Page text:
A Slightly different format today. A while ago I used my sets of pastel-pencils to create a starter-drawing for a dandelion painting; Casual Gold (further back in the posts). Over the weekend I got them out again to complete this piece "Rudbeckias". I spent an hour or so outdoors, along with the wasps, making some line drawings in ink of these flowers. Having selected six or seven blooms to draw, I then took the sketches indoors and spent a while selecting five for the final work. I wanted to do a longer, slimmer work that would encompass the flower heads and also allow for the stems. I picked a piece of plum-coloured pastelMat card...tempting to choose black, but I resisted it and used the plum colour to work towards both light (for the petals) and the darker centre.
The initial sketches were worked again in white pastel-pencil on the card surface; not heavily, just enough to indicate the shapes and positions required. I chose to use my Conte and Carbothello pencils for this artwork, both of which are harder in quality than say Derwent or Caran d'Ache. I rather like the dusky finish that these harder pencils give. The colours are not as brilliant in the final effects as chunky soft pastels but I am happy with this. I could add touches of soft pastel if I wished to, later on.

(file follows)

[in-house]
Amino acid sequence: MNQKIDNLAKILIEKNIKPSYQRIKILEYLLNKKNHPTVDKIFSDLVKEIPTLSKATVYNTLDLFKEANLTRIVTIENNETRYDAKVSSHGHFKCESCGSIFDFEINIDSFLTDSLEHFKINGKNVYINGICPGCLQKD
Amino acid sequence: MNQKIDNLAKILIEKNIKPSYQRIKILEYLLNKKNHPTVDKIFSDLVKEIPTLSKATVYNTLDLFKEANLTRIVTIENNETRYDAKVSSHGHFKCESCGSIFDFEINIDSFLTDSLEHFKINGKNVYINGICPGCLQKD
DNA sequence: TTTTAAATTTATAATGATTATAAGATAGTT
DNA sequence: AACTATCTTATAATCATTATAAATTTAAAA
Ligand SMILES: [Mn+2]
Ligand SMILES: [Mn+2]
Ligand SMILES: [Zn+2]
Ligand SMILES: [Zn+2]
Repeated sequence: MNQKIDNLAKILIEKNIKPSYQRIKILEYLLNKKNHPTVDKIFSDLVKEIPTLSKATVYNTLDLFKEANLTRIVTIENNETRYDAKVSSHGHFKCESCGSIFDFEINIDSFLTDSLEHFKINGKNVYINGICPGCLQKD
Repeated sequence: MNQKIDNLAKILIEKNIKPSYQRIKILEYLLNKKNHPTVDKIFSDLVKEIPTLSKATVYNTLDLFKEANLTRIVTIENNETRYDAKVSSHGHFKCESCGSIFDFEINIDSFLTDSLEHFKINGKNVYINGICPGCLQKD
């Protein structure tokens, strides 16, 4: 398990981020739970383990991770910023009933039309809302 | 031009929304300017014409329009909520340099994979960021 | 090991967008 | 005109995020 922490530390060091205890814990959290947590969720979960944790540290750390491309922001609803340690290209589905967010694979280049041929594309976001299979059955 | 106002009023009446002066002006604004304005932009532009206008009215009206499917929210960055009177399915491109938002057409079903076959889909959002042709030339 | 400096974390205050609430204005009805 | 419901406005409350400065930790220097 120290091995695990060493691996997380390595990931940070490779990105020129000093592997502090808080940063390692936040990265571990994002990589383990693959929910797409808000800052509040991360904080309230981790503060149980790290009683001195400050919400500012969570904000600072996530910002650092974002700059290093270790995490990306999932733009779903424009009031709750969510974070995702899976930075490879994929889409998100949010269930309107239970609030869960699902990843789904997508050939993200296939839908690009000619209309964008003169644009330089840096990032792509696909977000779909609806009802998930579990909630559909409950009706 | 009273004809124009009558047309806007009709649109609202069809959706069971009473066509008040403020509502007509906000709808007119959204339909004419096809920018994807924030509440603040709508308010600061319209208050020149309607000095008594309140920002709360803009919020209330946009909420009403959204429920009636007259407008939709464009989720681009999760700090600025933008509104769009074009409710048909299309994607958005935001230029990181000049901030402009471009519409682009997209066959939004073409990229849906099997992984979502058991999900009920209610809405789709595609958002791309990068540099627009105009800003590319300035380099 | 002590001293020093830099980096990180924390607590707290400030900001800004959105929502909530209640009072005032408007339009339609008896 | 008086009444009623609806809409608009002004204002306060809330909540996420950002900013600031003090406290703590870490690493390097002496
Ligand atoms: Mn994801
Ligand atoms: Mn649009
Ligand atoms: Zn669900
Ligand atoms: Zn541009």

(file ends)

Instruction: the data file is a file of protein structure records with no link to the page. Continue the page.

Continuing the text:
The dark sections of each flower were put in first, working towards the darker petal markings and then on down through orange-reds to the bright yellow tips. It is difficult to make these darks really intense with harder pastel pencils; it is their nature. The stems were worked with touches of purple and green together for the darker parts (purple tends to enliven a rather flat dull green)...and then added to with lighter green. I have a small set of Russian Olki pastels that are very useful for detailed work; the sticks are small and slender, permitting a closer approach to drawn lines. They're very soft, but produce lovely linear marks.
Finally, the background was added using black, dark green, blue and purple pastel-pencils, working in curly swirls and overlaying the colours. A light spray with fixative and the piece is complete. Yes the fixative does darken the colours a little, but it's necessary to fix the pastel-lines because even the dust from hard pastel-points will brush off.
On other things; I have decided to have a go at placing my artwork on ArtWeb.com I've been a member there for four years but never really gotten around to using the system properly. Now that I have quite a bit of work, I've uploaded some for sale at my own section; the link is in the blogroll to the right. My latest pieces usually go online at my own website and also Original-ArtU100.